July 1 march

Now that the people have spoken, officials must handle their demands seriously

PUBLISHED : Thursday, 03 July, 2014, 3:52am
UPDATED : Thursday, 03 July, 2014, 9:52am

Hong Kong has not experienced as hot a summer for years. Not only is the mercury creeping up, public dissatisfaction, as reflected in the Tuesday's mass protest, is also at boiling point. Despite sweltering heat and sporadic downpours, hundreds of thousands took to the streets to press their demands for genuine universal suffrage. The high turnout is as much a manifestation of growing discontent as a warning to Beijing and the government. The grievances and aspirations should be handled seriously.

As usual, the public have been bombarded with various figures. Organisers claimed 510,000 had participated, the police put the figure at 98,600 at the peak. Academics in charge of independent counting put it at between 122,000 and 172,000. Whatever benchmark is used, the crowd is the largest in a decade. The television images, reminiscent of the 2003 landmark protest, speak for themselves. Against the backdrop of the unofficial referendum on universal suffrage and the controversy over Beijing's white paper on the city's autonomy, the turnout should not have come as a surprise. What's worth noting, though, is that apart from the usual damning slogans against Chief Executive Leung Chun-ying, a considerable number of people took part in the July 1 march for the first time. They are worried that the city's future will be jeopardised if the socio-political environment continues to worsen.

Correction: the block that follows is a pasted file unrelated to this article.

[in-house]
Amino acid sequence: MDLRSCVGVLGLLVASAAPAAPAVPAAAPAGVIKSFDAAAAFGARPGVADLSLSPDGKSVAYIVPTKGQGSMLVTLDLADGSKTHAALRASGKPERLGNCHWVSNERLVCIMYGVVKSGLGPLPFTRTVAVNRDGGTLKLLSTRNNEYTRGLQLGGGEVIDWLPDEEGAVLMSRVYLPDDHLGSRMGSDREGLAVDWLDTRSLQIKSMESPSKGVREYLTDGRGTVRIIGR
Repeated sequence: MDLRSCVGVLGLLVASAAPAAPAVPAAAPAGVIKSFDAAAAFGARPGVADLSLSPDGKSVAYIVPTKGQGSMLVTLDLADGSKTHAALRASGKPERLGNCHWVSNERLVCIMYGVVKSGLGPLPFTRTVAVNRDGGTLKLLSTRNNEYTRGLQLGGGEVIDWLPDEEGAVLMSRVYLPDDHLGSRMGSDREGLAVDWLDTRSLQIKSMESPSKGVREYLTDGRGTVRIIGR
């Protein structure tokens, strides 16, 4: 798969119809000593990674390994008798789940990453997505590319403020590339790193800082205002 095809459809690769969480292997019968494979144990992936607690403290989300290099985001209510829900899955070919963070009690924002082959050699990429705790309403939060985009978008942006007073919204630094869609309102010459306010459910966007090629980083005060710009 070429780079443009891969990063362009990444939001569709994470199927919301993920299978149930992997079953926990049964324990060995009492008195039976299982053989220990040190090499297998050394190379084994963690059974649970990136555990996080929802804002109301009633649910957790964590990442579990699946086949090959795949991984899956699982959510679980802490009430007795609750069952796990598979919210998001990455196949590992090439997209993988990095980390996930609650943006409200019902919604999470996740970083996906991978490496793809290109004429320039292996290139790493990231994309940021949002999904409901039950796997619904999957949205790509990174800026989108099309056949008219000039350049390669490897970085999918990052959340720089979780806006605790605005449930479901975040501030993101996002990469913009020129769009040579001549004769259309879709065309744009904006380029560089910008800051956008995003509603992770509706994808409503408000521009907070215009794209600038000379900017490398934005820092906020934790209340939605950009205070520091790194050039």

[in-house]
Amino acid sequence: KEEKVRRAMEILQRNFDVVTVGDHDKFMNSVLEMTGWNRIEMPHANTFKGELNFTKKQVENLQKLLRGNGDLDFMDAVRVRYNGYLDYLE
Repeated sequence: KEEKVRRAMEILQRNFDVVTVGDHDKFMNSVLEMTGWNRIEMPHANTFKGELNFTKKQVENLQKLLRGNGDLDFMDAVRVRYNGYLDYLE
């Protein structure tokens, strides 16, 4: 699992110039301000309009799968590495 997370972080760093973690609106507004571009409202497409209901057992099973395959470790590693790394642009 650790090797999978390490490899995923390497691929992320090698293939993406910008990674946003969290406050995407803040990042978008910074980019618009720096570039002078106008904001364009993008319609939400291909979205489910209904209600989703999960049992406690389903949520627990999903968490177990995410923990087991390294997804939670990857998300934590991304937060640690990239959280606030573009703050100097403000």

Despite simmering anger and grievances, the procession was, by and large, peaceful and orderly. Regrettably, it was marred by some student groups, which defied police warnings and staged what is seen as a trial run of the Occupy Central campaign. Police had to forcibly remove those in the overnight sit-in during a pre-dawn operation. While some may find the students' ideals and passion commendable, the assembly was staged without following the existing legal procedures and was, therefore, unlawful. Thankfully, it did not cause major disruption. But the impact of a 10,000-strong civil disobedience campaign will inevitably be more significant.

Now that the people have spoken, it's time to get on with the details. Beijing has said that the determination to implement universal suffrage remains unchanged. The public awaits a concrete government proposal that helps foster substantive discussion on the way forward, in particular how to draw up the nominating committee for the chief executive poll.